While we're tossing around blue-sky schemes, how about a big thermal-solar plant in the Sahara, HVDC transmission to the coast (pick one), a combination desalination and electrolysis plant there, and a propane-synthesis plant with a gas terminal at the nearest big harbor. Start moving Europe's gas-burning infrastructure from CNG to LPG and weaken Gazprom's influence on European energy markets.
Re: voting reasons?
those of us with reading comprehension and memory longer than 10 years will find it extremely valuable
Will we? In most elections, for most races, the choices I'm faced with are between "ugh" and "oh, hell no". A bunch of explanations for past votes is not likely to change that.
There are positions on my ballot where additional information would be handy, most are for positions where, by state law, candidates are not allowed to make any substantive statements - judgeships.1 The other races where more information would be useful are the local ones where often many of the candidates can't be bothered to make their positions known, for example via the website run by the local paper for exactly that purpose, so I'm stuck trying to decide if I want to vote for any of the clueless and/or lazy folks who've thrown their hats in the ring.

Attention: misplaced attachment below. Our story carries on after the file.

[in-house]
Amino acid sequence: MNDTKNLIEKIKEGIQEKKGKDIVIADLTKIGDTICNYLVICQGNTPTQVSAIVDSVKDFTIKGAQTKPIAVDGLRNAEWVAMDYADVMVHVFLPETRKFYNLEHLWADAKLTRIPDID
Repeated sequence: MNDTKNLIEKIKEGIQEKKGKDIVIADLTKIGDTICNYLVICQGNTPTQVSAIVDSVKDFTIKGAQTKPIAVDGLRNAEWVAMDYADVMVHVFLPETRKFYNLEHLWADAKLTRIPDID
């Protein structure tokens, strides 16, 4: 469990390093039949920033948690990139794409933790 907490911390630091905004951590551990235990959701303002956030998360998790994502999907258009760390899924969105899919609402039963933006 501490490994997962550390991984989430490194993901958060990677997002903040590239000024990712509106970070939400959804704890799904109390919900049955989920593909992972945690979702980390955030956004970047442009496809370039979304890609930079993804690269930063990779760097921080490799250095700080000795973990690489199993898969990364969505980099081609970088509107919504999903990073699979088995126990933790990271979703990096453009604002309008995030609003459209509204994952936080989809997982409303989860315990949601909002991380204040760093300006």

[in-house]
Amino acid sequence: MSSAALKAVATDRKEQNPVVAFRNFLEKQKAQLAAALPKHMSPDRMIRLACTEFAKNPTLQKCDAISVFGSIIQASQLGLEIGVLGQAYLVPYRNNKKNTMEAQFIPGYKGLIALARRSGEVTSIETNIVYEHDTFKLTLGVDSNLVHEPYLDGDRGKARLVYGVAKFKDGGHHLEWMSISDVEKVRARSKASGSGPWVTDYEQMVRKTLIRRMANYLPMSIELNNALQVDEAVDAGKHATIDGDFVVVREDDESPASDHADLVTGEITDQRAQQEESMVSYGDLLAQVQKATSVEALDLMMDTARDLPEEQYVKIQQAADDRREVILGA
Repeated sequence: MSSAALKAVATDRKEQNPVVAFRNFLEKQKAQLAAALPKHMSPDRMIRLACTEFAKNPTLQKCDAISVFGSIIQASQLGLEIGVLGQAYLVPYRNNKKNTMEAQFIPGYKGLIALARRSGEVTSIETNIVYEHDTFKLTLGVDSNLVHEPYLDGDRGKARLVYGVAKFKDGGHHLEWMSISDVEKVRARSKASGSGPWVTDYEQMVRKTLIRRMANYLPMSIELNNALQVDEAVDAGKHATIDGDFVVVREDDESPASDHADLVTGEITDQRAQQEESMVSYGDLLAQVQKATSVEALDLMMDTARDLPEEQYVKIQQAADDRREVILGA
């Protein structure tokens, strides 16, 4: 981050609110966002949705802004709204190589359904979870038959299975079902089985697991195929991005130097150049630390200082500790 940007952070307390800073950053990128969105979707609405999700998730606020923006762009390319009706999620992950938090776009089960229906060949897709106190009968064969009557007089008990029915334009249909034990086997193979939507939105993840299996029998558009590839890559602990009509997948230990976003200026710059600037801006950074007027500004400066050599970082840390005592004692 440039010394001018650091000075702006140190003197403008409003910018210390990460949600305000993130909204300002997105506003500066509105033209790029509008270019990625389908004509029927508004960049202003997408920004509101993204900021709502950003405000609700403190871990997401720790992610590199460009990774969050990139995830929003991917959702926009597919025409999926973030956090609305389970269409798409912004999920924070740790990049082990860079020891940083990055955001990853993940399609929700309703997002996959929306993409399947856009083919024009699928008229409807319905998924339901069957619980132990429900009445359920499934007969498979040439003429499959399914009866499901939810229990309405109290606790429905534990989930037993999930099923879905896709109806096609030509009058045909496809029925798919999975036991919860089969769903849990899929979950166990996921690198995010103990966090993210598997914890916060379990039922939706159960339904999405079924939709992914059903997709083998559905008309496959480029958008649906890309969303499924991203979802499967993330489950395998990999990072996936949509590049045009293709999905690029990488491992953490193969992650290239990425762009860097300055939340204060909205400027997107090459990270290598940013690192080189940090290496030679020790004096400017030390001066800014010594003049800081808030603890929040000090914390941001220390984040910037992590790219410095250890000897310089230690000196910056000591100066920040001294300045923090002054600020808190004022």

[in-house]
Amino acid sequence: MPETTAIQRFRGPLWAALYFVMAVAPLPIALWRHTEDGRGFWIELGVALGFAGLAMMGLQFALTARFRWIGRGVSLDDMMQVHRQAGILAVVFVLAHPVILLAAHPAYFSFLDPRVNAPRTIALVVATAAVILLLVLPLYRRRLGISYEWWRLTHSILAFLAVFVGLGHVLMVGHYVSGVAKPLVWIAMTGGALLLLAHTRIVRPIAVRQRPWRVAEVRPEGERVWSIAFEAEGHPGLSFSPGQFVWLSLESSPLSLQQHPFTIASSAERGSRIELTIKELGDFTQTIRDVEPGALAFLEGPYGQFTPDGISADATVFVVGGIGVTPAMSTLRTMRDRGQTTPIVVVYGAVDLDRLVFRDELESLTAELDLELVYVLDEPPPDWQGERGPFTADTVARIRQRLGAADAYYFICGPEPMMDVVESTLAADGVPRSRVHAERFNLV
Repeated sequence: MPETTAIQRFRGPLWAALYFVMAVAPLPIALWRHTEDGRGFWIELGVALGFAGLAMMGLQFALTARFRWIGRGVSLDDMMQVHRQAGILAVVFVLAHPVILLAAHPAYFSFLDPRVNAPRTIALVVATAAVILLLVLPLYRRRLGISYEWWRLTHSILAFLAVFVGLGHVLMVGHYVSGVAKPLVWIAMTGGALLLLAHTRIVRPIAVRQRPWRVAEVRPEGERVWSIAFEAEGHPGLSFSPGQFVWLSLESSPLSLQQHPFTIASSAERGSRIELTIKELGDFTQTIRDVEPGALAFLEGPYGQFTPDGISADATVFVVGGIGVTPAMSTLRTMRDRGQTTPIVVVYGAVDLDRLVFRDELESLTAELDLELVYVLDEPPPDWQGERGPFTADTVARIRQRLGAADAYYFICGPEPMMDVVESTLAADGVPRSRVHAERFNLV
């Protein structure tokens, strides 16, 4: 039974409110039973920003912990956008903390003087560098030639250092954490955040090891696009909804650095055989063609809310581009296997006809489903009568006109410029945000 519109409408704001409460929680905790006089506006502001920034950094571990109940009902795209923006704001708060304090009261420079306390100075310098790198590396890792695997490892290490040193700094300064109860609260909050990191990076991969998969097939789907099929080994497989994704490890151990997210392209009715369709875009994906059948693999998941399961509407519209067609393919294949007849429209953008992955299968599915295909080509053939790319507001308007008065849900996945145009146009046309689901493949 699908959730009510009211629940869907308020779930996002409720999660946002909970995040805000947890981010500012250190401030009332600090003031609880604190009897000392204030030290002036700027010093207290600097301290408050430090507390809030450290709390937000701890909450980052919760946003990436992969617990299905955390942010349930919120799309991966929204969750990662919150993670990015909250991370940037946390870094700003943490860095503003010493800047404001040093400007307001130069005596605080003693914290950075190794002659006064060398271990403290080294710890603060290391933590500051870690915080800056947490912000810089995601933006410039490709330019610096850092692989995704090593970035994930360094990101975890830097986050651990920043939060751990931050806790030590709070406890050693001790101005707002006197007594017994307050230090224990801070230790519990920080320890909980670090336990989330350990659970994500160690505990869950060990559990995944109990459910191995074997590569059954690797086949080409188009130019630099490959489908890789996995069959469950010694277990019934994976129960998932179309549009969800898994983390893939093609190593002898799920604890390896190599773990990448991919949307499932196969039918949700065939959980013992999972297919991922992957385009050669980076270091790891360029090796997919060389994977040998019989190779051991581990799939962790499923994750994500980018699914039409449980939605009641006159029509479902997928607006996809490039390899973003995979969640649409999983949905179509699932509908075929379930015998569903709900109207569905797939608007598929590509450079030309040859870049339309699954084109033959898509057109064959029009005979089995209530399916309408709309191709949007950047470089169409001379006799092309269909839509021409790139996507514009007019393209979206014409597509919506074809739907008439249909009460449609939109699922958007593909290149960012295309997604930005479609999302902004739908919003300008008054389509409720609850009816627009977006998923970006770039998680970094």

But for national office, lack of information on a candidate's voting record has never been a problem.
1Which I firmly believe should not be decided by popular election, since there's no way for the populace to make an informed decision, short of reading thousands of pages of court transcripts. And probably not even then.
Re: Do I care enough to comment???
That policy has now been in-place for what, over a decade now? (That we know of?) And if I am not mistaken was created by a Republican, and then only strengthened by a Democrat?
It wasn't created by any one person, or any one party. Plenty of folks eagerly contributed to the present US police state. Blaming it on one side or the other just perpetuates the fiction that there are sides.
Re: Please hold...
Note the actors involved. All the supporters are the usual leftist suspects, and not one shred of the GOP reasoning for opposition is given in the article,
You and your twelve upvoters need to learn to read. Amash's objections were quoted at length. They're indented and in fucking boldface.